My commitment to the pact I made with myself melted away. I'll happily put up with a miserable saleswoman in order to keep my favorite soon-to-be four-year old in cacao. And truth be told, I've been bemoaning the fact that my empty wallet aborted my chocolate dipped orange peel purchase. So, until I venture to Grand Central, I am going it on my own. Orange and chocolate are one of the all-time great combos (see my favorite cake recipe), and there is real satisfaction in making something chocolate shop worthy. Of course you can leave them naked and enjoy them in their plain, sugared-citrus sweetness. But just remember to serve them with a smile. It's candy after all.
For more stories with your recipes please visit In Sweet Treatment
Adapted from Martha Stewart Living, December 2008
3 Navel oranges
4 cups sugar, plus 1/2 cup more for rolling
4 cups water
1 1/2 cups dark chocolate chips
Using a paring knife, make 6 slits along curve from top to bottom of each orange, cutting through peel but not into fruit. Using your fingers, gently remove peel. Reserve fruit for another use. Using a paring knife, remove excess pith from each strip and discard. Slice each piece of peel lengthwise into 1/4-inch-wide strips.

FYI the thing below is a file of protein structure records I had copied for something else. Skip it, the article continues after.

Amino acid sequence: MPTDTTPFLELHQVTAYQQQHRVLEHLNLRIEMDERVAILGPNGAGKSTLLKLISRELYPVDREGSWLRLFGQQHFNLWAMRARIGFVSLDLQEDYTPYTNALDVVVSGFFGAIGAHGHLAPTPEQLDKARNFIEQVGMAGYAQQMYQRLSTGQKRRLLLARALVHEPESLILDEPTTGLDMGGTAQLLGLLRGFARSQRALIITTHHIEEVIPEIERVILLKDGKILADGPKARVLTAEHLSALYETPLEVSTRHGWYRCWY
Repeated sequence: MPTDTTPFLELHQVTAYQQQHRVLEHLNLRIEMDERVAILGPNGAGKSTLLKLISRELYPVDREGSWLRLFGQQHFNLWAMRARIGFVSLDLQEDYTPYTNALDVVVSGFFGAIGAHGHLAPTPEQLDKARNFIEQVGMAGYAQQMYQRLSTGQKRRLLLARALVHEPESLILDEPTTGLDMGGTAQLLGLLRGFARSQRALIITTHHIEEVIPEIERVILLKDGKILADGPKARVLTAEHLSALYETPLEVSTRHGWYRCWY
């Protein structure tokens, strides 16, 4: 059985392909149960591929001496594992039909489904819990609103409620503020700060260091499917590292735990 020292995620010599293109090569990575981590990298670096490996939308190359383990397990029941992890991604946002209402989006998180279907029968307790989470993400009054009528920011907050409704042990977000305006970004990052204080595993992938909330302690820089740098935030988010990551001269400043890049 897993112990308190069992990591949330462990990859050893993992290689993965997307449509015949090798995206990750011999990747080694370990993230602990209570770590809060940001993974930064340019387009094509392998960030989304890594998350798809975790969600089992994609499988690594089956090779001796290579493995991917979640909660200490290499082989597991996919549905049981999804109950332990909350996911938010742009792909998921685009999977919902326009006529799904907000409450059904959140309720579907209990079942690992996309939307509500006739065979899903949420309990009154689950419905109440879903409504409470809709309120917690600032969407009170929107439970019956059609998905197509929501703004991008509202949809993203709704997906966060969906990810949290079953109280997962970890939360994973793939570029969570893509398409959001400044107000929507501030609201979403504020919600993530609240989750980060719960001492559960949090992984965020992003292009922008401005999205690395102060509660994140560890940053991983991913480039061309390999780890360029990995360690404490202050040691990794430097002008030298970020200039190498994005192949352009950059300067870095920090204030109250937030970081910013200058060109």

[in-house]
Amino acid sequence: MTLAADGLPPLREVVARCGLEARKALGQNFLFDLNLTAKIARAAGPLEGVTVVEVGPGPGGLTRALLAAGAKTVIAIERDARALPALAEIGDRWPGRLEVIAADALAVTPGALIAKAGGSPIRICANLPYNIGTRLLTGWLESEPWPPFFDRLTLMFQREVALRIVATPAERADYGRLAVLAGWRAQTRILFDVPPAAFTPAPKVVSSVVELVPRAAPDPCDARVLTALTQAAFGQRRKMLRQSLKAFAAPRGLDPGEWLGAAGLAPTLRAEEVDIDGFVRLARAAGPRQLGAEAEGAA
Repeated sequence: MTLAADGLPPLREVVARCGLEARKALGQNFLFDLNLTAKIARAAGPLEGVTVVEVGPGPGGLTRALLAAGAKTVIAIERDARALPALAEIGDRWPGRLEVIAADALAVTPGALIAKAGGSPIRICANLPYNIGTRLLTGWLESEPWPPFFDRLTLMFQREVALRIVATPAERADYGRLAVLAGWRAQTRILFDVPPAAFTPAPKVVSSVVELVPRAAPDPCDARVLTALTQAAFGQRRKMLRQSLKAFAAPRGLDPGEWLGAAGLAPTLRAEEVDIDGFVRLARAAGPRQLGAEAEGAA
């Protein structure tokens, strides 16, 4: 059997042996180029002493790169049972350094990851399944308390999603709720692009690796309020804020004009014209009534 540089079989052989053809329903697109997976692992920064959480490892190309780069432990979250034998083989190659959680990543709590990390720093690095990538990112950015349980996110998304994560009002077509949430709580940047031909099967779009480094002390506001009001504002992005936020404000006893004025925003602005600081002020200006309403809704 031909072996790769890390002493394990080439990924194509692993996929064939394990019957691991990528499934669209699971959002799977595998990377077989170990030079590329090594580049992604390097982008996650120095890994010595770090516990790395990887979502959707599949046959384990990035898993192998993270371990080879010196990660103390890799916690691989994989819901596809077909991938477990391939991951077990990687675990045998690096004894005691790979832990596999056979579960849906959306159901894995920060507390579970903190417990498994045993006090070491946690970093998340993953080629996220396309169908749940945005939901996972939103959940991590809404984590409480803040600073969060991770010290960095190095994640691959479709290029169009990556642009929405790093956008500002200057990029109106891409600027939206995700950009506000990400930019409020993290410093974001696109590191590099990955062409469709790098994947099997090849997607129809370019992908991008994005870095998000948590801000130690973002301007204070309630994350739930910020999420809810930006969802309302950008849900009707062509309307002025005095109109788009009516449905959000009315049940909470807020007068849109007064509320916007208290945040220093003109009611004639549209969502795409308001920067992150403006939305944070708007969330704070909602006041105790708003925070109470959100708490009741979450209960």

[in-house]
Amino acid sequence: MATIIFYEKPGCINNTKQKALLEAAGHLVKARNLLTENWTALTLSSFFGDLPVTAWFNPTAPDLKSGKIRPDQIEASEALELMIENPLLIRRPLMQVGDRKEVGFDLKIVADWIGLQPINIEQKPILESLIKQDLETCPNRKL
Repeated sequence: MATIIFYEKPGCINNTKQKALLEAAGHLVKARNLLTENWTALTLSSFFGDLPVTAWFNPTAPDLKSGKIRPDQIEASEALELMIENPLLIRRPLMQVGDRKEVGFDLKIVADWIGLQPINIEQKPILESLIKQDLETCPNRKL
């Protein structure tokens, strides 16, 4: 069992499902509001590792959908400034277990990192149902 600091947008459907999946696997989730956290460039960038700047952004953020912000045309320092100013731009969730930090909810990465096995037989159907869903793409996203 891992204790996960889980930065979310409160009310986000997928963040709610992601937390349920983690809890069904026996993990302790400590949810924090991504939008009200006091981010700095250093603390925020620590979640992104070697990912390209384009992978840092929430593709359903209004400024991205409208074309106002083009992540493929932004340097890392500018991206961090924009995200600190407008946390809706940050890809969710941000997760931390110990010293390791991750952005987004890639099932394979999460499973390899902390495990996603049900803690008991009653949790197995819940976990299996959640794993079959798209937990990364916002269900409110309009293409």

Place strips in a large saucepan, and cover with cold water. Bring to a boil, then drain. Repeat twice.
Bring sugar and water to a boil, stirring occasionally until sugar dissolves. Stop stirring. Wash sides of pan with a wet pastry brush to prevent sugar crystals from forming. Add strips to boiling syrup, reduce heat to medium-low, and simmer gently until strips are translucent, about 1 hour. Remove from heat. Place colander/sieve over a bowl and drain, reserving the liquid for later use. (The simple syrup would be great in tea, lemonade or fancy cocktail.)
Using a slotted spoon, transfer strips to a wire rack placed on a rimmed baking sheet. Wipe off excess syrup with paper towels, then roll strips in sugar. Arrange in a single layer on a wire rack, and let dry. No less than 30 minutes but feel free to go to 3 hours or so.
In a medium bowl, melt chocolate chips over a pan of simmering water or in the microwave.
Dip or roll orange peels into chocolate, shake off excess and place on rack to set.
Yield: 50 pieces